Like Button

Friday, June 03, 2016

Lest Anyone Should Boast

I recently finished Rosaria Butterfield's The Secret Thoughts of an Unlikely Convert. This is not a review of the book. If you don't know who she is, she was a leftist, lesbian professor that despised Christians ... and then became one. Good story. She was redeemed and actually turned her life over to Christ. She has drawn a lot of fire from the LGBT community because she stopped being a lesbian and married a pastor. There was one part in her story, after she was a pastor's wife, that shocked me. It shouldn't have, but it did.

She wrote about talking to a woman at a church that was considering calling her husband to be the pastor there. The woman, not knowing Rosaria's testimony, asked what she thought they should do if a homosexual came into the church. Rosaria gave her a copy of her testimony. Later, the woman came back and told her she shouldn't tell anyone about her testimony and that she didn't know how to remain friends with her. (Not a quote; just the essence.)

I'm baffled at this. Isn't this the Pharisee and the sinner? "Thank you, God, that I'm not a sinner like that one." Aren't we all sinners saved by grace? Is there something particularly evil about homosexual sin that is worse than sins of pride, lust, greed, idolatry, or disobedience to parents? (I throw that last one in because on more than one occasion Paul does in his lists of sins (Rom 1:28-32; 2 Tim 3:1-5).) When did we become "better than them" when it is two Christians in view? "Sure," the message seems to be, "we're saved by grace through faith, not of works lest anyone should boast ... but we can at least boast that we weren't as bad as some others." How is it that we pray for the souls and salvation of people and then balk when it happens? Why do we rejoice in God's grace and then think we may have earned it? How can it be that we expect everyone to view us as redeemed, forgiven, clothed in the righteousness of Christ, but do not expect to view fellow believers the same way? I don't understand.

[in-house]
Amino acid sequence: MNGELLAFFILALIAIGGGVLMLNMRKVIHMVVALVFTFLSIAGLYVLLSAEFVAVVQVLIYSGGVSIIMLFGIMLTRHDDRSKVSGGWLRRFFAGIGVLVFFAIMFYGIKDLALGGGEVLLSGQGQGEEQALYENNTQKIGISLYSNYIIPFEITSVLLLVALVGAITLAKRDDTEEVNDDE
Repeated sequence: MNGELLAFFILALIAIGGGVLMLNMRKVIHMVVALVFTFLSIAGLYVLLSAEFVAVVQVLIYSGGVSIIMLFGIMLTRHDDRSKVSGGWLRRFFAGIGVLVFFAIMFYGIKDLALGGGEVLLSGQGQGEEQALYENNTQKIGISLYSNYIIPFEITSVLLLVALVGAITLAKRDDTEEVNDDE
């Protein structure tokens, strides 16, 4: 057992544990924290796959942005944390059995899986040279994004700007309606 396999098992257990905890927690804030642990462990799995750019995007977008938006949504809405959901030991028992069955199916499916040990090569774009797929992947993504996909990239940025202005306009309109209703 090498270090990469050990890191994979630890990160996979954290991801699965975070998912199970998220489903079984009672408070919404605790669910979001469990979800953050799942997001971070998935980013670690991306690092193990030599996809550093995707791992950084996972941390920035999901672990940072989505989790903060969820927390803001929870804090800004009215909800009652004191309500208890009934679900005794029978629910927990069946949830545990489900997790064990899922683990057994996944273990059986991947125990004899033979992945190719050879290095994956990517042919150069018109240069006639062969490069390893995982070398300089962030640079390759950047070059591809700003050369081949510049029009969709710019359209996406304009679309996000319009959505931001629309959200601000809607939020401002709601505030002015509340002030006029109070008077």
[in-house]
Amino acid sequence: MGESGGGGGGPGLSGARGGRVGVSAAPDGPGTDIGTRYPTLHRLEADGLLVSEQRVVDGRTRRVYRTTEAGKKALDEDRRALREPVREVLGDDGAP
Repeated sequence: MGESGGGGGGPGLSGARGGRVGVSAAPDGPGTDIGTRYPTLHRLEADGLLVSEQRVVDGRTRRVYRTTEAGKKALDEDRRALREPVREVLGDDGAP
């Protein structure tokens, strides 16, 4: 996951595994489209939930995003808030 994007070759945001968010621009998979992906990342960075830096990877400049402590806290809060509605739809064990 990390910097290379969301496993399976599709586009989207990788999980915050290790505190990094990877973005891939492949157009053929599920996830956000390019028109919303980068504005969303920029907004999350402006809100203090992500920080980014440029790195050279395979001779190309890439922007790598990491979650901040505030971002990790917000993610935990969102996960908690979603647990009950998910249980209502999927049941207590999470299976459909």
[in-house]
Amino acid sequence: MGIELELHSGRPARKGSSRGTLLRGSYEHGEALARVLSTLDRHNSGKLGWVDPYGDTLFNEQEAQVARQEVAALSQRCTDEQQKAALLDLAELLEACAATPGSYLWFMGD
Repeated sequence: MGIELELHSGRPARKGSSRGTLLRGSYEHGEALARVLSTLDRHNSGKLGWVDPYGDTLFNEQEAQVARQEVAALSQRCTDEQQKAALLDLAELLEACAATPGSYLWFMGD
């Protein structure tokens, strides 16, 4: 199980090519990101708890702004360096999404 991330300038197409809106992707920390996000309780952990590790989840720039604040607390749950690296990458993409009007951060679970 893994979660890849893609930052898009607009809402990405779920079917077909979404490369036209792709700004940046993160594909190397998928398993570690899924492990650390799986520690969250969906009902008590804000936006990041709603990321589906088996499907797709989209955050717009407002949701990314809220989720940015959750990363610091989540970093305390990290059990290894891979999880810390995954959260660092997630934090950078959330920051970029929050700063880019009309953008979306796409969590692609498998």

The response of that Christian woman brought tears to my eyes. Here I was, reading the book, rejoicing in at all that God was doing in the life of "an unlikely convert", and all that woman saw was the sinner Christ didn't see anymore. Dear Lord, teach me to be gracious to my fellow redeemed sinners, not thinking more highly of myself than I ought.

7 comments:

1eternitymatters said...

That response is tragic. Whenever I've taught on refuting pro-gay theology to Sunday school classes I always throw in some balance and ask, "What if the pastor came to you and asked you to befriend someone who struggles with same-sex attraction?" One guy I'm friends with is a believer who knows the behavior is sinful but struggles with the temptation. He just wants to be loved and listened to. He is on the right side of the issue. How dare we dismiss people like that because his sin isn't a temptation for us?

Stan said...

It was interesting in the book because she was NOT struggling with the temptation. God had taken it away. She was truly new. Yet this other woman couldn't stand the thought of the prior sin ... as if she herself had none. We're supposed to bear one another's burdens, not filter those we minister to for acceptable behavior.

David said...

That is a tragic yet seemingly all to common problem in the church. Too many people see the sin and not the sinner. It might also be part of the lie people have bought into that homosexuality is a condition not an action. It is truly heart wrenching to hear stories of repentant people being rejected by "Christians" for their past sins.

Glenn E. Chatfield said...

I'd wager that the woman wouldn't have had a problem if the testimony was about heterosexual fornication and adultery. Some people seem to think homosexuality is the unforgivable sin.

Stan said...

Exactly. And while others sins might be unforgivable, mine certainly are not.

Marshall Art said...

It's not much different than the problems a truly reformed criminal might endure when his past is brought to light. If the guy was a thief, most of us would still check ourselves for our wallets. It's somewhat instinctive. However, I don't know that I would verbalize any nasty thoughts about it. Clearly in the case of this woman, she's now married to the pastor for cryin' out loud. That should mean something!

Stan said...

In a secular world it might be the natural response. If we're talking about lending our car to a guy who has had 30 accidents or having a sex offender babysit, it makes sense. What, exactly the threat is with a lesbian isn't entirely clear. But in a Christian world, it makes no sense. "If the Son makes you free, you will be free indeed." (John 8:36) If it is obvious that someone has given their life to Christ and it is clear that God has done a work in that person's life, the only reason to check your wallet or shun a lesbian is if we are convinced that our lust and pride and past sins are much safer than theirs.